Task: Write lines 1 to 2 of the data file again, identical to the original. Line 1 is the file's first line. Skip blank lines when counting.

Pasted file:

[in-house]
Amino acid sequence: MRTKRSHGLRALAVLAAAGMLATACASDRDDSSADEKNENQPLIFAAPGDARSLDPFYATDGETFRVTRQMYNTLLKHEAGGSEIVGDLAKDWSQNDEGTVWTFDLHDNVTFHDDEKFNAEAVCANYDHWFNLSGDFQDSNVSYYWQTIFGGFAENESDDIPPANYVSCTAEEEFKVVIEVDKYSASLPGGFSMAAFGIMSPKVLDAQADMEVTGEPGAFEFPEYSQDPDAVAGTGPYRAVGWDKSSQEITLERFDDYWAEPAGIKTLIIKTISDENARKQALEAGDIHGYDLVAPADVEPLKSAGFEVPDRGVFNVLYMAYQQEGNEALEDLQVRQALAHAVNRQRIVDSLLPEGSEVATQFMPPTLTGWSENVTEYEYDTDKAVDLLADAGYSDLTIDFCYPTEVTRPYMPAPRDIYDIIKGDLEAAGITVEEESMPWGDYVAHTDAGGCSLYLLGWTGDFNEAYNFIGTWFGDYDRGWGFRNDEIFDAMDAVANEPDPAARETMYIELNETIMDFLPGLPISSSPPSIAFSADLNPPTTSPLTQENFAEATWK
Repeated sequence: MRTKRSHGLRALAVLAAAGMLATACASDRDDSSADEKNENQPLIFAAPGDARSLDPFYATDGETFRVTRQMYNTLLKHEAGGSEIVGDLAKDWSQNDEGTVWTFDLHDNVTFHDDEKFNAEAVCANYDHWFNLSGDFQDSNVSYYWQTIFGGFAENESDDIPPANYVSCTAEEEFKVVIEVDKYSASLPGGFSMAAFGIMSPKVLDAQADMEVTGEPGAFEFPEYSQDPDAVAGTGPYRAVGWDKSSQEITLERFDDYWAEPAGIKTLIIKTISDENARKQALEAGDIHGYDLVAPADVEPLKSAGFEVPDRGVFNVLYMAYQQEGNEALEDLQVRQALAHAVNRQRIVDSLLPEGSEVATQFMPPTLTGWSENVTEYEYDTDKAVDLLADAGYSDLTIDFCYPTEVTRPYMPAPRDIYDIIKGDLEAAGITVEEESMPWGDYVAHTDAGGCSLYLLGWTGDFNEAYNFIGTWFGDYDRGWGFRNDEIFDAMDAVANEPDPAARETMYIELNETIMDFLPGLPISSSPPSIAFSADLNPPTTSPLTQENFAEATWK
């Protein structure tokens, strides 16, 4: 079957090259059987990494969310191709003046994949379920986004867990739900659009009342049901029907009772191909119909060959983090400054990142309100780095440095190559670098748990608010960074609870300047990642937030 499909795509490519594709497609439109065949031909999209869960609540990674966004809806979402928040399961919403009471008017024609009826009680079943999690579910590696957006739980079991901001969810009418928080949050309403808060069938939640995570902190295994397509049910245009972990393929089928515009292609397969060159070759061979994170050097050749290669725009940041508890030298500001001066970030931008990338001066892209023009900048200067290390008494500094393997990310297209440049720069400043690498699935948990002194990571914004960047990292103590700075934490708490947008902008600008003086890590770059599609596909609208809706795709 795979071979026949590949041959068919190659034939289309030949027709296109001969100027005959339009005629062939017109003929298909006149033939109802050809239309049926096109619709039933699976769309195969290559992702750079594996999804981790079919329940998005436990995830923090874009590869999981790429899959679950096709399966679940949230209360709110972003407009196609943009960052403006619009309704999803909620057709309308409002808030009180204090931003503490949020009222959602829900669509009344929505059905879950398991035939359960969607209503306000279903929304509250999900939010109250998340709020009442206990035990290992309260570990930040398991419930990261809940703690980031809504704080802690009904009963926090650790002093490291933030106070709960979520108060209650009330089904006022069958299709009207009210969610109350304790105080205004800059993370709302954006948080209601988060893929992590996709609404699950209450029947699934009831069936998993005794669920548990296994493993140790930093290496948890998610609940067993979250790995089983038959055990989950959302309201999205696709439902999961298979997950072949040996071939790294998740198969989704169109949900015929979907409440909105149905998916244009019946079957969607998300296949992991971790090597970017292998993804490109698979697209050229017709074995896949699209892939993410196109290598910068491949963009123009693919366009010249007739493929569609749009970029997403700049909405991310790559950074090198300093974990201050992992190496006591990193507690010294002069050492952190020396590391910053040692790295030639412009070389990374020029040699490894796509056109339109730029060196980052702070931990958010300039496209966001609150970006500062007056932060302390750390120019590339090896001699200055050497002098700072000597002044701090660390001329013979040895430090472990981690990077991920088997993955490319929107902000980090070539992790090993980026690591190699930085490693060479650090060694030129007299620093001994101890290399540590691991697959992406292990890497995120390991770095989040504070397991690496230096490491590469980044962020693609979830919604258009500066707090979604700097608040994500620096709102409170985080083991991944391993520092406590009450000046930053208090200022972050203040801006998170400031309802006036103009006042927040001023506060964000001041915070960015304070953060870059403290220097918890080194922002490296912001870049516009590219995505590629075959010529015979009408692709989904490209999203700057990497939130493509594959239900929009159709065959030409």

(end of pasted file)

[in-house]
Amino acid sequence: MRTKRSHGLRALAVLAAAGMLATACASDRDDSSADEKNENQPLIFAAPGDARSLDPFYATDGETFRVTRQMYNTLLKHEAGGSEIVGDLAKDWSQNDEGTVWTFDLHDNVTFHDDEKFNAEAVCANYDHWFNLSGDFQDSNVSYYWQTIFGGFAENESDDIPPANYVSCTAEEEFKVVIEVDKYSASLPGGFSMAAFGIMSPKVLDAQADMEVTGEPGAFEFPEYSQDPDAVAGTGPYRAVGWDKSSQEITLERFDDYWAEPAGIKTLIIKTISDENARKQALEAGDIHGYDLVAPADVEPLKSAGFEVPDRGVFNVLYMAYQQEGNEALEDLQVRQALAHAVNRQRIVDSLLPEGSEVATQFMPPTLTGWSENVTEYEYDTDKAVDLLADAGYSDLTIDFCYPTEVTRPYMPAPRDIYDIIKGDLEAAGITVEEESMPWGDYVAHTDAGGCSLYLLGWTGDFNEAYNFIGTWFGDYDRGWGFRNDEIFDAMDAVANEPDPAARETMYIELNETIMDFLPGLPISSSPPSIAFSADLNPPTTSPLTQENFAEATWK